Heber Brown – Pastor, The Black Church Food Security Network
Rev. Dr. Heber M. Brown III is a community organizer, beginner farmer, and Senior Pastor of Pleasant Hope Baptist Church. In 2015, he launched the Black Church Food Security Network which combats food apartheid by providing seed funding and support to help congregations grow food on church-owned land. The Network partners with Black Churches and Black Farmers in the Mid Atlantic region in an effort to create a community-controlled, alternative food system. www.blackchurchfoodsecurity.net
Kayenecha Daugherty – Executive Director, Creative Nomads
Kayenecha is an arts professional with almost 20 years of experience in experiential events and connecting artists & brands. She founded Creative Nomads, an organization that is committed to providing access to arts, music, and culture to youth and families throughout Baltimore including a program called Drumming With Dad which has been successful in providing education, parent engagement and community with the African drum as a learning tool. www.thecreativenomads.org
Blair Franklin – Executive Director, YES Youth Drop-In Center
Blair is a long-time activist for black LGBTQ youth in Baltimore. Blair worked at STAR TRACK at UMB where he led a dynamic team of leaders to connect services to LGBTQ youth. STAR TRACK has since cultivated a pipeline of leaders positioned to give back to their communities. Now as executive director of Baltimore’s only youth homelessness drop-in center, the Youth Empowered Society, he is transforming the organization into a national model for peer-led, youth-led, life-changing services. www.yesdropincenter.org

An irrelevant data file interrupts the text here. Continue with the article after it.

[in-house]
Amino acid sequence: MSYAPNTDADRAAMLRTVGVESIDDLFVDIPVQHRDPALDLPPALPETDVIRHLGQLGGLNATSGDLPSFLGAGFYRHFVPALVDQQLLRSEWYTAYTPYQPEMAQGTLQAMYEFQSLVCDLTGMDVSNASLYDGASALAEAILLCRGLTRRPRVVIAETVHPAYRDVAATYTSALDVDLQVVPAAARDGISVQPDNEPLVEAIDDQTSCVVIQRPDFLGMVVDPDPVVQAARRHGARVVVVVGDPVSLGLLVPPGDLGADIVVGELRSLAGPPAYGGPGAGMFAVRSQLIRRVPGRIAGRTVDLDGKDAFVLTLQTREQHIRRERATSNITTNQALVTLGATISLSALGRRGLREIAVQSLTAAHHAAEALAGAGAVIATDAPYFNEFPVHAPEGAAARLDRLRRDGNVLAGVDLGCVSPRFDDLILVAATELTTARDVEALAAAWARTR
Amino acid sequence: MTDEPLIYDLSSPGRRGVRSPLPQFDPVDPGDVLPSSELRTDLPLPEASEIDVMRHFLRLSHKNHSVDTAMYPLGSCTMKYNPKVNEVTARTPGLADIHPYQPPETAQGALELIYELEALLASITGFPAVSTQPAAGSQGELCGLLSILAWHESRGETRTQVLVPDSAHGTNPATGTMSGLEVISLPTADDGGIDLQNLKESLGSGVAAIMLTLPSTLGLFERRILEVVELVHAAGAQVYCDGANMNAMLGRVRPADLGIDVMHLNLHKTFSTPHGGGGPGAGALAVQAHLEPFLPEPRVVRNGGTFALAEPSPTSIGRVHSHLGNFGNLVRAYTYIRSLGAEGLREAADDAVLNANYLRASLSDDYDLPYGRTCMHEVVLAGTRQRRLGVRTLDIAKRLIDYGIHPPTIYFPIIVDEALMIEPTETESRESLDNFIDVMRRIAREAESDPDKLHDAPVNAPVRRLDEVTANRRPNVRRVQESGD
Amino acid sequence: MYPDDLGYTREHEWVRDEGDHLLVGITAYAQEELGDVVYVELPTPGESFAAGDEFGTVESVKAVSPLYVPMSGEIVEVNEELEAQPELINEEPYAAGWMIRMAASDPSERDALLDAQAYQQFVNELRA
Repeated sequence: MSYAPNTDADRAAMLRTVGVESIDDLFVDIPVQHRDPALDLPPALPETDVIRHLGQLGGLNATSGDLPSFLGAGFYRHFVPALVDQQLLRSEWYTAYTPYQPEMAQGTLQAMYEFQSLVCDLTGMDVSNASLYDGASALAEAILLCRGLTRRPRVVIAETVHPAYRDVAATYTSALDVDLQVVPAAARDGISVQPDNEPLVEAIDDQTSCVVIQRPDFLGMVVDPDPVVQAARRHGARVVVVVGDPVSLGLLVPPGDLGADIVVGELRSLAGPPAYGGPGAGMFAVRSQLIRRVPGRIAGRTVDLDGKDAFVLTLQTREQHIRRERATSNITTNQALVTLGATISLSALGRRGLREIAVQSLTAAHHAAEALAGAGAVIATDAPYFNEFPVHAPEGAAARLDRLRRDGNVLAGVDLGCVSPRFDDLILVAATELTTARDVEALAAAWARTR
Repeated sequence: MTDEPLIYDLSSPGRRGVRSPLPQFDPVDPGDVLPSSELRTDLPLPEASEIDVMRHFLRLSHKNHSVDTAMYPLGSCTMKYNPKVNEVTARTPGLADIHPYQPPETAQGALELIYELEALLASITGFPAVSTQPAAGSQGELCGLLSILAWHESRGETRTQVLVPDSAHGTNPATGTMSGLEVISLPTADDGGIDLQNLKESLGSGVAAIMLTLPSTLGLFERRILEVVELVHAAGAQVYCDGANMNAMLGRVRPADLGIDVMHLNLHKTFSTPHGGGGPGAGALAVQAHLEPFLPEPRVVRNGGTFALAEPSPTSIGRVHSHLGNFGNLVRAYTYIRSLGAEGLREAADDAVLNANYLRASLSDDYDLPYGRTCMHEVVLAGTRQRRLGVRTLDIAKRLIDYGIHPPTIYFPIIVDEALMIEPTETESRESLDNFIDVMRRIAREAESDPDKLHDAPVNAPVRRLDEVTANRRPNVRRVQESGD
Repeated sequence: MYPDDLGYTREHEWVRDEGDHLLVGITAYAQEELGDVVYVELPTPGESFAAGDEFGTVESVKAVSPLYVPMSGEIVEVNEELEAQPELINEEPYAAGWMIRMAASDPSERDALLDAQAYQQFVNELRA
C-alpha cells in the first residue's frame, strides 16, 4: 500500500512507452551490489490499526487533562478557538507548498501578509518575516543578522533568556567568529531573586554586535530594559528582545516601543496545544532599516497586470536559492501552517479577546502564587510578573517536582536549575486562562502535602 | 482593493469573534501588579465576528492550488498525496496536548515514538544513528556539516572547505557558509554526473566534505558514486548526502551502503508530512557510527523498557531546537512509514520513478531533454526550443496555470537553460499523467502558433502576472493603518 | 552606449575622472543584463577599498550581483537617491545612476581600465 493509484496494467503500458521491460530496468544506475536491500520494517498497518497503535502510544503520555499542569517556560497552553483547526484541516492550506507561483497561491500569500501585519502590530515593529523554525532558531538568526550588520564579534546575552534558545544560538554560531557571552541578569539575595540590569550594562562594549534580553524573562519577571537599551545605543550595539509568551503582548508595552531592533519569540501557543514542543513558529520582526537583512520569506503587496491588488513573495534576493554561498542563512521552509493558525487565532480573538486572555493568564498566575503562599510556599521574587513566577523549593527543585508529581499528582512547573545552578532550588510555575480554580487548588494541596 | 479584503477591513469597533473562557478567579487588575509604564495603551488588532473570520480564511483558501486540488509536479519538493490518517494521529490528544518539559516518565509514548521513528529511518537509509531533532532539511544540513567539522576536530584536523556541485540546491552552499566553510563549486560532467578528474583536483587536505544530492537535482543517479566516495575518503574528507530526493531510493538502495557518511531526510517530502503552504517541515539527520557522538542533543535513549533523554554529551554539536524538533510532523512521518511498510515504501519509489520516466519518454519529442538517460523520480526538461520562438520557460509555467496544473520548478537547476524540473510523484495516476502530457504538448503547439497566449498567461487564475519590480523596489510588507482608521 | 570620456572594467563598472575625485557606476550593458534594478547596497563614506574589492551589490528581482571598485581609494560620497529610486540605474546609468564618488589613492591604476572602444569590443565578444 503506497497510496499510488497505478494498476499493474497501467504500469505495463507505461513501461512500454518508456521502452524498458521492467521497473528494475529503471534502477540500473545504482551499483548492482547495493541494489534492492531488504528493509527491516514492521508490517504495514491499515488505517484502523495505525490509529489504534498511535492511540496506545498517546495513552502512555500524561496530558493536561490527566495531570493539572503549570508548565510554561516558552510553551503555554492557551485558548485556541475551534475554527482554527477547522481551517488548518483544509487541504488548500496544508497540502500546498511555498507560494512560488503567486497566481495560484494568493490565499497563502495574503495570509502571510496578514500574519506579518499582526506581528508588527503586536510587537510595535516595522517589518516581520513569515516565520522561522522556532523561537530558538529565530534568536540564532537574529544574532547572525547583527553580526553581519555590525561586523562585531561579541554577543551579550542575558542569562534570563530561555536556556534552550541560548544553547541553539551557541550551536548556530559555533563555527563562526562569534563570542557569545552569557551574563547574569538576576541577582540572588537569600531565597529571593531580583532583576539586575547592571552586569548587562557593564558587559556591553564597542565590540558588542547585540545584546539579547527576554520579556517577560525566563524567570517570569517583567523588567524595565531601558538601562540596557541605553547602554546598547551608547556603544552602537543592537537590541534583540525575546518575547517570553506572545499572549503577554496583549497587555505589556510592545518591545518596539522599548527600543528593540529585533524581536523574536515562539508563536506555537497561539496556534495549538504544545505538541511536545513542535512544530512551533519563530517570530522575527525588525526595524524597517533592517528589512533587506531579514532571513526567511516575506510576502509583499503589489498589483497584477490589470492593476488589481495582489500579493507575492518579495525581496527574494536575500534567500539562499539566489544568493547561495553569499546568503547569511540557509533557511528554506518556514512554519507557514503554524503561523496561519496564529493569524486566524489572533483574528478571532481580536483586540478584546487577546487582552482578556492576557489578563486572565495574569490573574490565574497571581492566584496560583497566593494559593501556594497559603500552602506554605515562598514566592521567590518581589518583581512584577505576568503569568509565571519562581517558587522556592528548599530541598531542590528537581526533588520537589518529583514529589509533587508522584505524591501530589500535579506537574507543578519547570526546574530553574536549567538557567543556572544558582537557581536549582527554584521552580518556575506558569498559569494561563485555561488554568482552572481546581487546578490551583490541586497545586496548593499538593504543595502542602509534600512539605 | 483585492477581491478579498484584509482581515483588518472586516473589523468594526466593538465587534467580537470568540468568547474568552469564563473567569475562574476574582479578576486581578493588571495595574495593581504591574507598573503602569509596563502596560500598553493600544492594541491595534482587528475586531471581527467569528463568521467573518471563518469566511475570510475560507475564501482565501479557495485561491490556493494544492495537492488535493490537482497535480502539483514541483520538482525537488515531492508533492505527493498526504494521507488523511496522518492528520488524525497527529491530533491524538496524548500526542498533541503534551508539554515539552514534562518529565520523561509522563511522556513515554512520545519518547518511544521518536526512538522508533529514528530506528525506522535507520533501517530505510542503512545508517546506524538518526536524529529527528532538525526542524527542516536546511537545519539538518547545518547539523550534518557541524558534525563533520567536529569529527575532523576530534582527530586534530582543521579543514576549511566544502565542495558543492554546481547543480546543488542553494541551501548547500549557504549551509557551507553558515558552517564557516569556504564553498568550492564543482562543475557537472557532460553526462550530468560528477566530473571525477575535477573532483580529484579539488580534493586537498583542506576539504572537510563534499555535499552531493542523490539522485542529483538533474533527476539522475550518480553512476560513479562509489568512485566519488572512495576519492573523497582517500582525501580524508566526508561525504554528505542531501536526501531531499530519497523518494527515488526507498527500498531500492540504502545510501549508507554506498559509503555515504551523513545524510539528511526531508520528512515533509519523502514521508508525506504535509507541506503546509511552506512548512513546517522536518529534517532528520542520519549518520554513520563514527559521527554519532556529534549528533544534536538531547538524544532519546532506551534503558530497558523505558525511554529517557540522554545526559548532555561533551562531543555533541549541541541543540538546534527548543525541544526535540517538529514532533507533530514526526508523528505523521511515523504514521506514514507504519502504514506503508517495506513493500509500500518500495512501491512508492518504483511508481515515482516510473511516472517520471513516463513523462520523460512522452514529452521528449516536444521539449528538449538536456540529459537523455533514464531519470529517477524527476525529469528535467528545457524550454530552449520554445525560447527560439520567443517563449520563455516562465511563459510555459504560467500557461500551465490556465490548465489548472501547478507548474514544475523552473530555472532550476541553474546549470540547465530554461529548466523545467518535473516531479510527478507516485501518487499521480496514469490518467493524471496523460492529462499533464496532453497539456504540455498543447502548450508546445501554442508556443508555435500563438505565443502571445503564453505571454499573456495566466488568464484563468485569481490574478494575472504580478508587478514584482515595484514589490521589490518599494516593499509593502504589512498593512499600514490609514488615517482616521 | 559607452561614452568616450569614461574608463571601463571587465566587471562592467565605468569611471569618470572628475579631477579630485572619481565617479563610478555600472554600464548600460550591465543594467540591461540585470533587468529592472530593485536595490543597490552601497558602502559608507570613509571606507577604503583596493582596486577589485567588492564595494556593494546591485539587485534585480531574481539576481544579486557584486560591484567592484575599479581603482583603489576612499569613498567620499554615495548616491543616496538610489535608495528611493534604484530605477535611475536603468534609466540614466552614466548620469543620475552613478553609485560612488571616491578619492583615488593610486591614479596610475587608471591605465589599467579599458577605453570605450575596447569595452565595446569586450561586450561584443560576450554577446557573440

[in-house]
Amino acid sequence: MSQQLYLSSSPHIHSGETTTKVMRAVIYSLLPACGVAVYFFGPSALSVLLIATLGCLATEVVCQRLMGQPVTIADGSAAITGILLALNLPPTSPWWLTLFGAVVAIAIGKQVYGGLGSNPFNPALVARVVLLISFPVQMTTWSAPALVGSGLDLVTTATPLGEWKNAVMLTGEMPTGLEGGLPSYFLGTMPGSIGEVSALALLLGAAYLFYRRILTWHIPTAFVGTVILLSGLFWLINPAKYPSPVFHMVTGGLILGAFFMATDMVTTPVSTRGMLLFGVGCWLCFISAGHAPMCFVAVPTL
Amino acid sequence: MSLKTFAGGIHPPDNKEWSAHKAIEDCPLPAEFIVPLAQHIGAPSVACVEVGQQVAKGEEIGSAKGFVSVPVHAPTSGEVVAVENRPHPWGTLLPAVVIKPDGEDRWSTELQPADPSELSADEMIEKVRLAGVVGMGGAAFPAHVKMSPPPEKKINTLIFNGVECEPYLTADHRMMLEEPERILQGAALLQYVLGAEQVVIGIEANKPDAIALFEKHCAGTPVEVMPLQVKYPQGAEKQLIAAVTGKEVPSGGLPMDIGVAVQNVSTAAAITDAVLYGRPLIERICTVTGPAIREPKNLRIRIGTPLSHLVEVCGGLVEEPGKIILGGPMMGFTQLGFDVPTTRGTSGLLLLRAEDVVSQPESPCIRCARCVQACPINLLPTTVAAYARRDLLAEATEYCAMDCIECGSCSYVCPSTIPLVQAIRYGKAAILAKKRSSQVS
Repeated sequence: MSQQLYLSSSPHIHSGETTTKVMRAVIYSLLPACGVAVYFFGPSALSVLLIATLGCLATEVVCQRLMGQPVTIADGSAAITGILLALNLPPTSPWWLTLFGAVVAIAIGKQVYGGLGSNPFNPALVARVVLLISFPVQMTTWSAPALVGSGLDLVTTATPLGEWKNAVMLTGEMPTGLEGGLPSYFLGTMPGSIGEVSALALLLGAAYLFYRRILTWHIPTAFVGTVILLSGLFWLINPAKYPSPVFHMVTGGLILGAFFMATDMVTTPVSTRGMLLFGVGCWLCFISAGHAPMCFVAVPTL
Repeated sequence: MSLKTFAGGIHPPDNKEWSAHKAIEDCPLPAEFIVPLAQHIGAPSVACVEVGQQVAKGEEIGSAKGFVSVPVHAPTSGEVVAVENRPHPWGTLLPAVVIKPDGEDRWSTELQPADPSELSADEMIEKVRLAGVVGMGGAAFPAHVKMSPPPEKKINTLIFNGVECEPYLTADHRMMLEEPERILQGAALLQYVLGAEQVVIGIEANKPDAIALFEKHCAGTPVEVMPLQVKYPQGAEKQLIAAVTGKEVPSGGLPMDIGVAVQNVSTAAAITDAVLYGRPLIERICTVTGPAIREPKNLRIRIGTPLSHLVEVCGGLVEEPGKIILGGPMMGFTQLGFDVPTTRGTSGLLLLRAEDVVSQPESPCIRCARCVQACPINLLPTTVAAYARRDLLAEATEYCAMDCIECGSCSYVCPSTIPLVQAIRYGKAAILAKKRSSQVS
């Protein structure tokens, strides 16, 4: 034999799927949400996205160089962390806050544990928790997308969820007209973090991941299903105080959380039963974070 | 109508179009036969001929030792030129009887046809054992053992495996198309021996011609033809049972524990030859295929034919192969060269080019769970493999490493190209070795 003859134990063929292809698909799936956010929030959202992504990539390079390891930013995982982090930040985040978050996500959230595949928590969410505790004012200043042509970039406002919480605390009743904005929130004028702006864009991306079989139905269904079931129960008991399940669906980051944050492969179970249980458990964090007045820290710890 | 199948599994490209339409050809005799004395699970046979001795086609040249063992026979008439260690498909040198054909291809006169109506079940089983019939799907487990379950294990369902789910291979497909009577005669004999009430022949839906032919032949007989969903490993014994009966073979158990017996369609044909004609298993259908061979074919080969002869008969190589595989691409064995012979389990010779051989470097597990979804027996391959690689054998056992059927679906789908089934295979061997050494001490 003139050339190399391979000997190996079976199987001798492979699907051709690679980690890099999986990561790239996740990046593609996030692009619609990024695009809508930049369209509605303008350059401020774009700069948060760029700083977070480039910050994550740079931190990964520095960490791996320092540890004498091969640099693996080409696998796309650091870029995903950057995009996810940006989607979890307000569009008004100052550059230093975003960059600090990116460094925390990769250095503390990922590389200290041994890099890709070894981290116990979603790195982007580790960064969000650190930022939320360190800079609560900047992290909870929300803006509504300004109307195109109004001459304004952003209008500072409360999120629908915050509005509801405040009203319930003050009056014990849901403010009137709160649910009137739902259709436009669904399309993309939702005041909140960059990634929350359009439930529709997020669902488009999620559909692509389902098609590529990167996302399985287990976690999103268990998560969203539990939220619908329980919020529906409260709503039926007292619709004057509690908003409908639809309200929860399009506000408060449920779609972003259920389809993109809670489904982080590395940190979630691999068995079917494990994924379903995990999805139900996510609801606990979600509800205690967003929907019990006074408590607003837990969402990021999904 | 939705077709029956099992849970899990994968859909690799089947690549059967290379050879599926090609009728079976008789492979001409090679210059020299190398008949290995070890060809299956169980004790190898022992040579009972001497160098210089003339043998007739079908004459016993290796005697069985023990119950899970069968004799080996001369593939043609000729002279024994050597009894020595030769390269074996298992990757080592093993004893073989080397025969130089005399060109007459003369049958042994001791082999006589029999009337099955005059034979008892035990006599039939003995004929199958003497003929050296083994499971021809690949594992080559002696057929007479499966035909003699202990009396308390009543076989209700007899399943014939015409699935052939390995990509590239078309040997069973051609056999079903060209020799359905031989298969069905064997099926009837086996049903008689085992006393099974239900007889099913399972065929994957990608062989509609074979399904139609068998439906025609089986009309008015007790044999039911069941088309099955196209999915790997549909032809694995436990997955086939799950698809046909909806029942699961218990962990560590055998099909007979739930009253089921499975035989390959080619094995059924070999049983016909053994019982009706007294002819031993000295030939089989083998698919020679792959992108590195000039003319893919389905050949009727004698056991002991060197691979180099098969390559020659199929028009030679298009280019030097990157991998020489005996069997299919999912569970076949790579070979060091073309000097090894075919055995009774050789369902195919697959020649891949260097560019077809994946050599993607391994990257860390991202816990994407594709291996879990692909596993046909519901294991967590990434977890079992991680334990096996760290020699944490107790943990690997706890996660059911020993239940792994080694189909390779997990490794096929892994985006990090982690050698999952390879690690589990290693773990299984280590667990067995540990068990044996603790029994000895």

Nneka N’namdi – Founder & Director, Fight Blight Bmore
Nneka is a Baltimore-based entrepreneur engaged in conscious capitalism and community wellness work. With over 15 years of technical experience Nneka has a diverse body of knowledge and capabilities which include various areas of the software development life cycle, community arts and wellness program development. She is the founder of Fight Blight Bmore, an economic, environmental, and social justice initiative led by the community and informed by data to address the issue of blight. www.fightblightbmore.com
Jamye Wooten – Founder, CLLCTIVLY
Formerly the co-founder of Baltimore United for Change, Jamye launched CLLCTIVLY in 2019, an organization that seeks to create an ecosystem to foster collaboration between Black-led organizations in Baltimore. The goal is to mitigate fragmentation and duplication of programs by providing a resource that seeks to find, fund and partner with black social change organizations. The organization also offers no-strings-attached micro-grants of $1,000. www.cllctivly.org
Our 2018 Homecoming Hero Award Winners
Erricka Bridgeford – Co-Organizer, Baltimore Ceasefire
After working to get Maryland’s death penalty law repealed in 2013, Erricka Bridgeford founded Baltimore Ceasefire in 2017 which co-organizes quarterly 72-hour “Ceasefire” weekends in the hope of reducing violence by celebrating life. Now Baltimore Ceasefire hosts events throughout the year. Erricka was named 2017’s Marylander of the Year by the Baltimore Sun. www.baltimoreceasefire.com.
Monique Brown – Major, Baltimore City Police Department